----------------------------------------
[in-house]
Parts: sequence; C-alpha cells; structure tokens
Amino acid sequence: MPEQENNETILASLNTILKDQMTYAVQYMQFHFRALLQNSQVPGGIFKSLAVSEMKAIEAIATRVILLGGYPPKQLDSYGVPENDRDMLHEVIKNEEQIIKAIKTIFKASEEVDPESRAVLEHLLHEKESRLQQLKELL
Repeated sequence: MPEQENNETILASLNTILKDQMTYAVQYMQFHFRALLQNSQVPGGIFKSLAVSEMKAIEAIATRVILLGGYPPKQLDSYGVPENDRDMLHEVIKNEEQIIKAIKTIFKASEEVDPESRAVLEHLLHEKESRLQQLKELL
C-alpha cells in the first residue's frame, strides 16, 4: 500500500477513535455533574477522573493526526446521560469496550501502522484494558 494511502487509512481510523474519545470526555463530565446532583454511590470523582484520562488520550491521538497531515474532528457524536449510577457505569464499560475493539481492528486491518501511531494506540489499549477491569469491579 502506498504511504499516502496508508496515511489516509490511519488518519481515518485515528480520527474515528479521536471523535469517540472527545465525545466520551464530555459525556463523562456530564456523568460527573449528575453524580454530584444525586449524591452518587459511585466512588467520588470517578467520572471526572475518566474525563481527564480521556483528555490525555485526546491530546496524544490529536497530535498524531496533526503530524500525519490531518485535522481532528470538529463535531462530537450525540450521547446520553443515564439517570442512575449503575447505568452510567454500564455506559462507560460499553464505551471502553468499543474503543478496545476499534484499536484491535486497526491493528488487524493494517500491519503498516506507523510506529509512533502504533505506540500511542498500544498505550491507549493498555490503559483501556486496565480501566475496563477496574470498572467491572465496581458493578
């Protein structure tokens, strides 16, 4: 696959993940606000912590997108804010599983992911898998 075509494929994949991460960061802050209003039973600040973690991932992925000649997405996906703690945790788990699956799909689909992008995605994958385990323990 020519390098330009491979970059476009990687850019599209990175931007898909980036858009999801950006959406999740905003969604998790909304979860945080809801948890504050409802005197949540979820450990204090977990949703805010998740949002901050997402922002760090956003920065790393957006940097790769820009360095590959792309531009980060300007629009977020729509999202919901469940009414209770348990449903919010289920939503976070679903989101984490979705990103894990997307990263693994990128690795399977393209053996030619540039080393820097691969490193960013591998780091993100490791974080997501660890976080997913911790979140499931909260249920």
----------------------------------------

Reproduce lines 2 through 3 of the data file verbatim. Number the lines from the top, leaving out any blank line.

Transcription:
Parts: sequence; C-alpha cells; structure tokens
Amino acid sequence: MPEQENNETILASLNTILKDQMTYAVQYMQFHFRALLQNSQVPGGIFKSLAVSEMKAIEAIATRVILLGGYPPKQLDSYGVPENDRDMLHEVIKNEEQIIKAIKTIFKASEEVDPESRAVLEHLLHEKESRLQQLKELL